Bad things tend to happen on Friday the 13th, but Meek Mill didn’t let superstition stop him from doing a little good. Before Friday night’s stop at BB&T Pavilion in Camden, the halfway point of the “Legendary Nights” tour he’s co-headlining with Future, he stopped by the James G. Blaine School in Philadelphia’s Strawberry Mansion section, which he attended as a child, to donate a haul of backpacks and supplies to current students.

It’s one small action the North Philly native, 32, did to pay forward the good karma that’s come his way lately. Last month, his nearly 13-year legal saga came to a close, the Amazon-documented journey the rapper born Robert Rihmeek Williams has spun into a far-reaching campaign for criminal justice reform. Mill has gone from running the streets to having a street named after him. With that noise behind him, he can now focus on his day job: making more noise.

A stretch of 22nd Street along the Benjamin Franklin Parkway was temporarily renamed Meek Mill Street during this year's Made in America festival.
Tim Tai / Heather Khalifa
A stretch of 22nd Street along the Benjamin Franklin Parkway was temporarily renamed Meek Mill Street during this year's Made in America festival.

Megan Thee Stallion, one of 2019’s most charismatic young stars, kicked off the evening’s festivities in Camden, delighting dedicated “Hot Girl Summer” Hotties, several of whom she brought up on stage to showcase their core strength in impromptu twerk-offs. The prolific DJ and producer Mustard showed off behind the decks next, running through a crowd-pleasing karaoke medley of his innumerable radio smashes.

Mustard next provided support for Compton emcee YG, who kicked off his appearance with a video remembrance of fellow Angeleno Nipsey Hussle, murdered in March. The touching sequence gave way to a pugnaciously on-brand performance from the proudly combative rapper, including a screed against the 45th president and a truly surreal rendition of his current single, “Go Loko,” featuring a forlorn mariachi band and a sombrero someone dropped into his hands on a string from the rafters.

Two hours in, Mill finally materialized onstage, gassing up the pavilion and lawn areas both with the 2011 anthem “I’m a Boss,” confidently strutting solo in a Dream Chasers cap and glinting plaid jacket while projection screens applied trippy visual effects to his silhouette. Future made himself known with a quick “Stick Talk” before deferring again to the Philly kid, who couldn’t help but cheese-grin every time he cut the beat, allowing the audience to fill the silence with his bars (Phil Collins-sampling “Champions,” “Monster,” “Levels”).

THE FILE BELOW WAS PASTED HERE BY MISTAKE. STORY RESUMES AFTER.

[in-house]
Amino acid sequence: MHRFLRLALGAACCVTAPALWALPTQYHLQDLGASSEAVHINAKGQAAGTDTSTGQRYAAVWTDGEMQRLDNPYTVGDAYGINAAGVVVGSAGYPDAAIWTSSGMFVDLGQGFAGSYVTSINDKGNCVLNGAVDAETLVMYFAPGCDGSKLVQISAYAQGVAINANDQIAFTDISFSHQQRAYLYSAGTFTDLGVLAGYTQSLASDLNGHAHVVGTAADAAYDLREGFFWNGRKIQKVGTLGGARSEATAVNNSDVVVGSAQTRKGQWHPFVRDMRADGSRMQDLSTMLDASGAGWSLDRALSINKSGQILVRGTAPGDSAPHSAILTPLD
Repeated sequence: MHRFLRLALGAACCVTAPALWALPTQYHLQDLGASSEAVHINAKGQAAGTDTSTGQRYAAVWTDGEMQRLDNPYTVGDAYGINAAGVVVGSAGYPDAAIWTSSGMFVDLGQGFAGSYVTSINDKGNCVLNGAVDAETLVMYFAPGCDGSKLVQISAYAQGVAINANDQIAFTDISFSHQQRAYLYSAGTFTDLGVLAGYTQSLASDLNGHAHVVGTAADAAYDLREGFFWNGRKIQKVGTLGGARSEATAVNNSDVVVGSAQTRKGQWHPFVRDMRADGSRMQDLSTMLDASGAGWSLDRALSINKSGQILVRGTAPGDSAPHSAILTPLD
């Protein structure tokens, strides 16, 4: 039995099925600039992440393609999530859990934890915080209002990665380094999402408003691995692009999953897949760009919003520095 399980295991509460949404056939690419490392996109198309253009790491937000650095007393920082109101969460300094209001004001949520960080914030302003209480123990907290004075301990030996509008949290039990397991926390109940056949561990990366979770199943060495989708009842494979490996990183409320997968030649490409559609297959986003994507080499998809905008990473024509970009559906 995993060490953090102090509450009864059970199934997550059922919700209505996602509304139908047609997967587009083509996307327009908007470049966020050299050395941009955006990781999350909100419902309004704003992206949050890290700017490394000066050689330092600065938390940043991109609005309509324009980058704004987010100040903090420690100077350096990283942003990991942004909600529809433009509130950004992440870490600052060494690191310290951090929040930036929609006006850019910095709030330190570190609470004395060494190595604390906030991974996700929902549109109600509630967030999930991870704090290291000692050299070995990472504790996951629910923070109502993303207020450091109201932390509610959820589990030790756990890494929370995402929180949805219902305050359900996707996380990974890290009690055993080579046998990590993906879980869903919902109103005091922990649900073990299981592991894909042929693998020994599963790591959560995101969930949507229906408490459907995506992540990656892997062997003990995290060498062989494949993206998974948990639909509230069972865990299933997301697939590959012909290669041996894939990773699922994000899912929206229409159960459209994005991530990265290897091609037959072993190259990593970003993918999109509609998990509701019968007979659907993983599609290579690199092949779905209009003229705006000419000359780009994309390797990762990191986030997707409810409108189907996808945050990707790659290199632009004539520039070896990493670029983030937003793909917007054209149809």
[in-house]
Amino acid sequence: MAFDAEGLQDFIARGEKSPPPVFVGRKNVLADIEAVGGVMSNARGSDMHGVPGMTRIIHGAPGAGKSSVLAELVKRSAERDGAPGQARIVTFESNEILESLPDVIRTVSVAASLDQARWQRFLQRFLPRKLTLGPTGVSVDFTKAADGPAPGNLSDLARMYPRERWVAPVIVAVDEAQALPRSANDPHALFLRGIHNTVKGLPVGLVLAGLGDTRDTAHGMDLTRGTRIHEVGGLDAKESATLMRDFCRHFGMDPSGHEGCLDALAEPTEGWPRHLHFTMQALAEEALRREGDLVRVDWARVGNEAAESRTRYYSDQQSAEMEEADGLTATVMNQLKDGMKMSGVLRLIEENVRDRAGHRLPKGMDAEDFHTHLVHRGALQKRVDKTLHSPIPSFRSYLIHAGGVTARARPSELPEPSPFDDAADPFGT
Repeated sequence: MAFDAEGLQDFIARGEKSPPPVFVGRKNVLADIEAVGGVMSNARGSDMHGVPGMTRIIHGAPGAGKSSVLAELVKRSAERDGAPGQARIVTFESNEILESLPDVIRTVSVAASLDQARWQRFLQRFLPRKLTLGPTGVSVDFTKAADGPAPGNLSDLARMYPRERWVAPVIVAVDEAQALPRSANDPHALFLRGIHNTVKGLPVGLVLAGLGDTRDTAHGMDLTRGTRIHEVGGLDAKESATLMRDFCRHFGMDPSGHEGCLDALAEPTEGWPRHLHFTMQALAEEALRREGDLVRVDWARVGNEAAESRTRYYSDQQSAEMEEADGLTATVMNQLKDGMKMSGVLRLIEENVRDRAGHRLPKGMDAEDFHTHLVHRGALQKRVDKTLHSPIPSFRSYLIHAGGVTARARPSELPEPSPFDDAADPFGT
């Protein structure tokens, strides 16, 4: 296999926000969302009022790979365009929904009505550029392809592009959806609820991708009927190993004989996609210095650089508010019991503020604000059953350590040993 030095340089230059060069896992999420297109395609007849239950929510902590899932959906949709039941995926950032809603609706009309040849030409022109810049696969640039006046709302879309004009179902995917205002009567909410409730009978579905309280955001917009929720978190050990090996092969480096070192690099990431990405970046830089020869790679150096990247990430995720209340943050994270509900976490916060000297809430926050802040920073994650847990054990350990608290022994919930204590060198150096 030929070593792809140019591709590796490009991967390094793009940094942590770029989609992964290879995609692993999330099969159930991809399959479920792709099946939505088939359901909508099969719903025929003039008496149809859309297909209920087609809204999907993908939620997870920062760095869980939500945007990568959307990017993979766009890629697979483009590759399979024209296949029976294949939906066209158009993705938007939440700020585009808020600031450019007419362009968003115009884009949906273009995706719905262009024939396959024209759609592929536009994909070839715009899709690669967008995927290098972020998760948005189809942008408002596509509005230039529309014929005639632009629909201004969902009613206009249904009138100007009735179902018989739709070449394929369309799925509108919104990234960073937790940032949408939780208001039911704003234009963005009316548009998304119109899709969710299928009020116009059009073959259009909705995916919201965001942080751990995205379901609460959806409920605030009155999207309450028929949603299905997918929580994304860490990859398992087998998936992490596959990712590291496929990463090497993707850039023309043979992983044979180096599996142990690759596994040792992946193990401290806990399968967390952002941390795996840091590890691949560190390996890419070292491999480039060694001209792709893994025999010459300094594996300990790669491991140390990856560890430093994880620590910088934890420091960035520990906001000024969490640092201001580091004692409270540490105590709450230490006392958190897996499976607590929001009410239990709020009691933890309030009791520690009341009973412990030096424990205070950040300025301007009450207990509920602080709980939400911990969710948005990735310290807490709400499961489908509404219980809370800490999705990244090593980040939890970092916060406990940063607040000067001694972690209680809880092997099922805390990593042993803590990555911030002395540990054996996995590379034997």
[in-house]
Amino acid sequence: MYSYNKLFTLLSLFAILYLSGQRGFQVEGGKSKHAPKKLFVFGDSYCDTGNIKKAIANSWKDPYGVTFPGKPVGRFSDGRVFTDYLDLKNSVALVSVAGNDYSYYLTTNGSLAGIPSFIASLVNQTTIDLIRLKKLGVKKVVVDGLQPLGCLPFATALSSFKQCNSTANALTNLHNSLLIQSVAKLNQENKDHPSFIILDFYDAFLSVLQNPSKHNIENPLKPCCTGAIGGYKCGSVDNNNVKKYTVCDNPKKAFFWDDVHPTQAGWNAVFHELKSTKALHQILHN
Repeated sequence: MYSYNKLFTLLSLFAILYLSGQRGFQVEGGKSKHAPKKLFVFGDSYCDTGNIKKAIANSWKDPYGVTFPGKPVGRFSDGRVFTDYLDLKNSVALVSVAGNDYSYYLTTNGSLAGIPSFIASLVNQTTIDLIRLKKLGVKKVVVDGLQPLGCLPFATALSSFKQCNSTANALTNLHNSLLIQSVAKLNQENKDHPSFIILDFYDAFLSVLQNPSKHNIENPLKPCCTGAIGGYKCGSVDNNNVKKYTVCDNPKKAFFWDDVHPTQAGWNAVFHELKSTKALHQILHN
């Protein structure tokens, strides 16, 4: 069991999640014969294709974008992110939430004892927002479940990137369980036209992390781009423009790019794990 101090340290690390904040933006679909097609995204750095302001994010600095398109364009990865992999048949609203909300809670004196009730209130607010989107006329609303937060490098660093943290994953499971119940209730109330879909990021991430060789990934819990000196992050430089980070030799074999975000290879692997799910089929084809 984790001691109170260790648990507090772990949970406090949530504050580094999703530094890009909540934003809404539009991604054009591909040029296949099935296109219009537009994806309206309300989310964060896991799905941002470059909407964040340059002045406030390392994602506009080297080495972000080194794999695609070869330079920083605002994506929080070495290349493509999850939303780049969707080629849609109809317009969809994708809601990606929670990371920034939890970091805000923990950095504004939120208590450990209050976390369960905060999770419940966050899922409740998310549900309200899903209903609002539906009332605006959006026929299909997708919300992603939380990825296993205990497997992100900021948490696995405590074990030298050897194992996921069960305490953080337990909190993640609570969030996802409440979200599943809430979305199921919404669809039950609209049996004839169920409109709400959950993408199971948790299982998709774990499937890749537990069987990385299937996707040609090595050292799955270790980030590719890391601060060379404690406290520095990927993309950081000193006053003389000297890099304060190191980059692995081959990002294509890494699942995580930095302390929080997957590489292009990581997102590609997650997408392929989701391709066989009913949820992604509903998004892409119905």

Atlanta’s auto-tune king got his chance behind the wheel next, establishing a well-calibrated back-and-forth between the artists that seemed to please fans of both. Mixing recognizable bangers (“Wicked,” “Move That Dope,” “Same Damn Time”) and verses snipped from features (“Racks,” “New Level”), Future swapped out his signature computerized flow here and there for a grumbly live-action baritone.

While his tour mate showed out, this was really Mill’s night, as evidenced by the rabid response to early hits from his raw, rapid-fire mixtape days (“House Party,” “Rosé Red”). There was time for introspection, too, in the form of the heartfelt “1942 Flows” (“back when I was broke, they was cool with it / now every move I make I’m in the news with it”) and his tribute to Lil Snupe, the Louisiana rapper and Mill protégé who was killed in 2013.

“Turn on the Lights” and “Mask Off,” two of Future’s best-known singles, amped up the anticipation for the biggest song of them all, at least in these parts: “Dreams and Nightmares (Intro),” which closed out this hometown stand with a euphoric scream-along bang. Mill last performed this for his hometown in 2018, as a guest of Drake’s. It sounded clearer — and freer — this time around.